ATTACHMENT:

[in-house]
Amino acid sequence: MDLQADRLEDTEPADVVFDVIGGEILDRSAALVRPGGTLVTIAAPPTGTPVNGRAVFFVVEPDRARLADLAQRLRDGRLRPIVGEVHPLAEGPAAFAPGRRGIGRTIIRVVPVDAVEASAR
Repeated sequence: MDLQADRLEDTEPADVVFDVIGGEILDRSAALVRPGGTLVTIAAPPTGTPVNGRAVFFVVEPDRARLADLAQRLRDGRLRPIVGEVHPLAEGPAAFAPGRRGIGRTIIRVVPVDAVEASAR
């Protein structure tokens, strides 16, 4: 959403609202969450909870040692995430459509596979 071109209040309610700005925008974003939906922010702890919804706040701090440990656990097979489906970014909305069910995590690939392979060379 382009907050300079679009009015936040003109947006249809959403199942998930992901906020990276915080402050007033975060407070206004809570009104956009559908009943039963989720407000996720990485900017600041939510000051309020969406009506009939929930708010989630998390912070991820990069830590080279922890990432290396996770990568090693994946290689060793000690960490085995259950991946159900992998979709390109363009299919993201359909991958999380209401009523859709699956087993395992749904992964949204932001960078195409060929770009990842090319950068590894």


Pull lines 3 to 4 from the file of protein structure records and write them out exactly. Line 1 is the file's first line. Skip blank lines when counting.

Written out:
Repeated sequence: MDLQADRLEDTEPADVVFDVIGGEILDRSAALVRPGGTLVTIAAPPTGTPVNGRAVFFVVEPDRARLADLAQRLRDGRLRPIVGEVHPLAEGPAAFAPGRRGIGRTIIRVVPVDAVEASAR
């Protein structure tokens, strides 16, 4: 959403609202969450909870040692995430459509596979 071109209040309610700005925008974003939906922010702890919804706040701090440990656990097979489906970014909305069910995590690939392979060379 382009907050300079679009009015936040003109947006249809959403199942998930992901906020990276915080402050007033975060407070206004809570009104956009559908009943039963989720407000996720990485900017600041939510000051309020969406009506009939929930708010989630998390912070991820990069830590080279922890990432290396996770990568090693994946290689060793000690960490085995259950991946159900992998979709390109363009299919993201359909991958999380209401009523859709699956087993395992749904992964949204932001960078195409060929770009990842090319950068590894």